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Fear itself

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Jody Vance: Dealing with COVID-19 means different challenges for different people. We’re going to get through this together.

You scared? Me too.

This COVID-19 pandemic is unprecedented, so forgive yourself: it’s okay to be scared. And to find support, it’s important to say it aloud.

The Coronavirus has had such massive social impact it’s rattling the toughest of us. It’s eerie, and feels as though we are sitting at a very uncomfortable calm before the storm. Waiting for the curve to hit our healthcare system has fists clenched in concern.

You are not wrong in feeling as though the bad news blows are coming at 500 miles per hour.

It all feels so foreign because, for the most part, we have lived in an incredibly safe and secure Pacific Northwestern bubble. COVID-19 has burst that bubble.

With this unprecedented, unique, brand of anxiety it is important to note how each individual must deal with their anxiety in their own way.

Parents worried for their kids. Sons and/or daughters caring for aging parents or have one in a home. Travelers scrambling for flights home to Canada. Thousands – millions, likely – living paycheque to paycheque, or less, facing the anxiety of a lost hourly wage job and no savings.

The federal government promises to announce help.

Within all of this, it’s so important to share our thoughts and concerns with one another, find comfort in talking it through.

Here are some things it occurs to me we can all do.

  • Be mindful. COVID-19 jokes are surfacing — if humour is part of how you manage anxiety, that’s great – just please be mindful of your audience.
  • Mental health. We need to be hyper-aware of our mental wellbeing. That should always be the case, but the stresses have never been this sudden and acute. Perhaps that will be what comes out of the COVID-19 pandemic; mental health support will be completely covered by our medical system.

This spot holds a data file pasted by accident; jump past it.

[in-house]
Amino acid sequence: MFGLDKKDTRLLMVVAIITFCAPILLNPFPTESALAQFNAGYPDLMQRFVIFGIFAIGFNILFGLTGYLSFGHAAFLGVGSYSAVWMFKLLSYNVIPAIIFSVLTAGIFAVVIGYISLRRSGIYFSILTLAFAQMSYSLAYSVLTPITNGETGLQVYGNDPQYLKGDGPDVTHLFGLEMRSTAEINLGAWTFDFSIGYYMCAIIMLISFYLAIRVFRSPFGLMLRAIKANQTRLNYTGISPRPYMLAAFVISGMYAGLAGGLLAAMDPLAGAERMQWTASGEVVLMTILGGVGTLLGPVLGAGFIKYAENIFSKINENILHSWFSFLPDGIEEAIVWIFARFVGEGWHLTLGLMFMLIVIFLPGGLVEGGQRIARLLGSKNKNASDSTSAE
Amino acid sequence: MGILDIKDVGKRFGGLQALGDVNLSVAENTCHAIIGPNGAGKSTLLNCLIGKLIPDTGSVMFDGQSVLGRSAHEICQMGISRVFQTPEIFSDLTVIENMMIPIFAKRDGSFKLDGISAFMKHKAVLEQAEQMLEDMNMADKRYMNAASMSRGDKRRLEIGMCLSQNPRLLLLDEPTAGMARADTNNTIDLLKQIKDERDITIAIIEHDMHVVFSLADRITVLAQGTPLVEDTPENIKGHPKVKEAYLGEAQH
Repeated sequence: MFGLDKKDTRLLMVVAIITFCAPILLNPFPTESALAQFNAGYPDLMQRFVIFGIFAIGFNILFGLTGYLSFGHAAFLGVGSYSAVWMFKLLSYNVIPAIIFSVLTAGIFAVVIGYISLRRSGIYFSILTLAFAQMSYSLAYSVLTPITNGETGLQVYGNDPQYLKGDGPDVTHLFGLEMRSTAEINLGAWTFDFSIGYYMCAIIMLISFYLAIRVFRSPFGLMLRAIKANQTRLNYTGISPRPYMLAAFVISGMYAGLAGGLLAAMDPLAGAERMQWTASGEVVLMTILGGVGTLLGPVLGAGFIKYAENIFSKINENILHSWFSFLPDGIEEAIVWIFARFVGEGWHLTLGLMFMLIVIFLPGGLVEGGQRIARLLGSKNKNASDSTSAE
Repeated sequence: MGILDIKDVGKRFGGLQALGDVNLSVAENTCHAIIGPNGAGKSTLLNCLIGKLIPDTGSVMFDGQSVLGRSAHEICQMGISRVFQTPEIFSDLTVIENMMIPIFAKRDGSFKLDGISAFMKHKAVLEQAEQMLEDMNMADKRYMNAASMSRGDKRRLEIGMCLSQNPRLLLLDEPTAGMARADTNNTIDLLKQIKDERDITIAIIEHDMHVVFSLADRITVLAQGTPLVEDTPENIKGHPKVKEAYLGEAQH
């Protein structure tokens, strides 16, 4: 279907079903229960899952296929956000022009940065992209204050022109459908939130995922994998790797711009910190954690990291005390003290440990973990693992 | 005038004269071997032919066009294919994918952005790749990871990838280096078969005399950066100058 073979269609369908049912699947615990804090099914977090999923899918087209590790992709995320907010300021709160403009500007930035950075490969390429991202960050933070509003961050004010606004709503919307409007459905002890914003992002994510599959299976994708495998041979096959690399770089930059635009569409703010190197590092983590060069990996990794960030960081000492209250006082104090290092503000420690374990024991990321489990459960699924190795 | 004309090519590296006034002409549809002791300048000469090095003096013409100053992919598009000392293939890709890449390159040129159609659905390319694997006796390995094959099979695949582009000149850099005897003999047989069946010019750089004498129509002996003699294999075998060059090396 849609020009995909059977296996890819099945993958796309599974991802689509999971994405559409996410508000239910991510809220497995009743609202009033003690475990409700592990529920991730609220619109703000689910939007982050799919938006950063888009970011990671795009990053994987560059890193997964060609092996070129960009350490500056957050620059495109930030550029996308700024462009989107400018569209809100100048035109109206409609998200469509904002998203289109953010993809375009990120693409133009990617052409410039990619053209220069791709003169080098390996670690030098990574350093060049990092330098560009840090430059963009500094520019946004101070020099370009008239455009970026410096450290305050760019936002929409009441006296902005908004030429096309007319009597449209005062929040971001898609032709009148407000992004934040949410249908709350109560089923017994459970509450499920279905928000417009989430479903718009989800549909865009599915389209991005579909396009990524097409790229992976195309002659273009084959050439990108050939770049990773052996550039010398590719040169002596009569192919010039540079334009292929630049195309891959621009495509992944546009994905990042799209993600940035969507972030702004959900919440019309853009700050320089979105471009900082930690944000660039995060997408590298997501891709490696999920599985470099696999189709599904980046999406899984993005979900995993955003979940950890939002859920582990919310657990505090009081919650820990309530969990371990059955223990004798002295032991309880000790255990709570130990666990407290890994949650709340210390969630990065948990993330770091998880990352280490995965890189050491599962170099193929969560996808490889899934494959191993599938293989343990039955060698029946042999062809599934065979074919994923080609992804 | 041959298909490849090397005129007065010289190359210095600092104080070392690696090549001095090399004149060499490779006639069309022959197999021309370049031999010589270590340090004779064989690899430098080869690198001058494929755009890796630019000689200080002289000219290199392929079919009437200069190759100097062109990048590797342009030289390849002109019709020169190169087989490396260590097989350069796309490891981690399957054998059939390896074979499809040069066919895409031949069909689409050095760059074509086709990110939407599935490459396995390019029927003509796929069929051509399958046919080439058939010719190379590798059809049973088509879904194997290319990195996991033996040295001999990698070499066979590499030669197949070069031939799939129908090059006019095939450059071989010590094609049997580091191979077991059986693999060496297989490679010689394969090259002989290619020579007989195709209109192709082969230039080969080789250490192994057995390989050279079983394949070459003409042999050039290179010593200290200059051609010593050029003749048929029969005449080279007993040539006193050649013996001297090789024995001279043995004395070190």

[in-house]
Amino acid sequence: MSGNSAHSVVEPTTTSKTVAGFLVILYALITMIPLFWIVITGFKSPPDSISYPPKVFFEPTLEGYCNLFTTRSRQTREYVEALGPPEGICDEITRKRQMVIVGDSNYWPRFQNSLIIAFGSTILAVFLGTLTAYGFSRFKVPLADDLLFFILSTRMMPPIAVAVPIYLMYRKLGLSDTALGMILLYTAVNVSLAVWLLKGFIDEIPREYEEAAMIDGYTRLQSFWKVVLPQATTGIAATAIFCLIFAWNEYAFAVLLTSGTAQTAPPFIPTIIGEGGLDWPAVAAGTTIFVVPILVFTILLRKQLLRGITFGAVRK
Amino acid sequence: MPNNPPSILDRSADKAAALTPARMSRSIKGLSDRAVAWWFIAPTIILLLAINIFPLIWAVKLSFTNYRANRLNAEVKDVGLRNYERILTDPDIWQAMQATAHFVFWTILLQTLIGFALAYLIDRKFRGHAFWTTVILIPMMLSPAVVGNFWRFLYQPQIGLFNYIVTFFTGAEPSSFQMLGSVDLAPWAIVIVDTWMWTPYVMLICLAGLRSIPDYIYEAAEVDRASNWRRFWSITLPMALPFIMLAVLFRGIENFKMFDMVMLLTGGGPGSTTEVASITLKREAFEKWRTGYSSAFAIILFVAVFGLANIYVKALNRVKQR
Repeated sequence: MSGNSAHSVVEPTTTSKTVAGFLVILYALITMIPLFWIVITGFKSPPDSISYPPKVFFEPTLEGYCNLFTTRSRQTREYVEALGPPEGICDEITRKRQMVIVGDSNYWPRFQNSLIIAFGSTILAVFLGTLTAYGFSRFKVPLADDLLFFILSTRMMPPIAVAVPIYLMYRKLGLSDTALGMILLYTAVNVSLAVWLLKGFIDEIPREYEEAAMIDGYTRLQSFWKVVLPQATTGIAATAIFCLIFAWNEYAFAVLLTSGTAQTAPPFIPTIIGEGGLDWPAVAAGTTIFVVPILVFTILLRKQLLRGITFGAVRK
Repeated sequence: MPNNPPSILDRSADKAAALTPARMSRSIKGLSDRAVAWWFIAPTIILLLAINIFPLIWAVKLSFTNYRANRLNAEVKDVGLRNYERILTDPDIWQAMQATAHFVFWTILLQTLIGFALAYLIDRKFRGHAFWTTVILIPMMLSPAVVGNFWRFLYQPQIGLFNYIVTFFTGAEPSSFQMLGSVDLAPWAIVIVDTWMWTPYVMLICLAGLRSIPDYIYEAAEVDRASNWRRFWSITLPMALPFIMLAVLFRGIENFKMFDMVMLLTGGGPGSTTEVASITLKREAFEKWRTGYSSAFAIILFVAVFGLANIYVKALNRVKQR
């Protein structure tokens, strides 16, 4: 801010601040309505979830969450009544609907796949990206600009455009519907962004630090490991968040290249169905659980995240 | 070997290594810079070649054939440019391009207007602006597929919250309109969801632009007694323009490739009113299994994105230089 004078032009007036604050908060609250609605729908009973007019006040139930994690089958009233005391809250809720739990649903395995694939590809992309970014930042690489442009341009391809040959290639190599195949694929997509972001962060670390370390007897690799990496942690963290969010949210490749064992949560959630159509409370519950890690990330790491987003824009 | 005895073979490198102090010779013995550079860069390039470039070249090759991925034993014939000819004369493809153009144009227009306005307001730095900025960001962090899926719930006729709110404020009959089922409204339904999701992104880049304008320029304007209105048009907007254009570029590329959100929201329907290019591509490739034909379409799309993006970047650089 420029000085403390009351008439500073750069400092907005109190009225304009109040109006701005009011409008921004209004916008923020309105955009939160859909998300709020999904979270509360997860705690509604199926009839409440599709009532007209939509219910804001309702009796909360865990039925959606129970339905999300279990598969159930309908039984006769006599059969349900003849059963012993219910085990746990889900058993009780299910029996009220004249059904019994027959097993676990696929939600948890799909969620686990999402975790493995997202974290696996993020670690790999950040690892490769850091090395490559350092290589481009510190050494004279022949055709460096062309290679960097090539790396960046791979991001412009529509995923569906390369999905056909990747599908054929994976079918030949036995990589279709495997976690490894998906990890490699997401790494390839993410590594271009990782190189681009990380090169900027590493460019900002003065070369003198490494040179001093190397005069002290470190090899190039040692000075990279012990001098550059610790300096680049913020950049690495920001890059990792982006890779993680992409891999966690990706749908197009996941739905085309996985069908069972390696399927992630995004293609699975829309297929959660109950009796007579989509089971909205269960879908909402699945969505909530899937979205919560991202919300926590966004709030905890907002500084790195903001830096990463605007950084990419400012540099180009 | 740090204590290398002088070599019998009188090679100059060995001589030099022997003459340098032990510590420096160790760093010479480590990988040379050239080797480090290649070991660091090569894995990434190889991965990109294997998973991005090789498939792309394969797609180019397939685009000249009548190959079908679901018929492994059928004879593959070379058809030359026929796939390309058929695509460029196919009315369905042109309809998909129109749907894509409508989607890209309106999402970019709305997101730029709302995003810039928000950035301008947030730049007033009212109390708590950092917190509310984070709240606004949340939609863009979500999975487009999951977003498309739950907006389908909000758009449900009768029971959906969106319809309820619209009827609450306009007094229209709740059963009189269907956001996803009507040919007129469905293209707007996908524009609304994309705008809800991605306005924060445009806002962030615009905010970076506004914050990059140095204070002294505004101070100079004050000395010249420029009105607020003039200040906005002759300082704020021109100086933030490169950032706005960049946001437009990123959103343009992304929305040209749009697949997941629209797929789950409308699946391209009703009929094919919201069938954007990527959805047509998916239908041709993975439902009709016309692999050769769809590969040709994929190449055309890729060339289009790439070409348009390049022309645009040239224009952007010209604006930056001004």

• News from home. It’s important to consume Canadian news, resist being sucked into the vortex of news from elsewhere, including and especially the United States. Because our struggles differ greatly. Here in Canada you will find consistent information — be well informed. In one of the worst global health crisis of our generation, we’re among the very best positioned countries to manage.
  • Let’s be examples to our kids. This means we stop feeding into those who enjoy seeing us spun around by rumours. As has been stated in this space before, staying on course with fact – and not fear- based fiction – is everything.
  • Turn off the fire hose. If 24 hour updates are taking a toll, turn it off. A friend reminded me today of 9/11, and how we all had to be told to STEP AWAY from the footage. It is possible to stay informed without staying at a perpetual stress level. Keep abreast on the latest by way of the WHO and keep informed locally here.

With reputable news sources, you can be aware while you manage “scared.” Take a breath and try to trust that the greatest scientists on the planet want this sorted as much as we do. We are all worried, we are all doing our best to process daily, hourly or even minute-to-minute evolution of this pandemic.

So think about our collective resilience. Take a beat. Take a moment to look at how “flattening the curve,” social distancing and putting our lives on lockdown, is all about our shared goal: saving lives.

Together, we can help society’s most vulnerable citizens and our frontline healthcare workers. See this lockdown as preparing for a storm – shoring up supports to weather this together.

Jody Vance is a born and raised Vancouverite who’s spent 30 years in both local and national media. The first woman in the history of Canadian TV to host her own sports show in primetime, since 2011 she’s been working in both TV and radio covering news and current affairs.

SWIM ON:

SWIM ON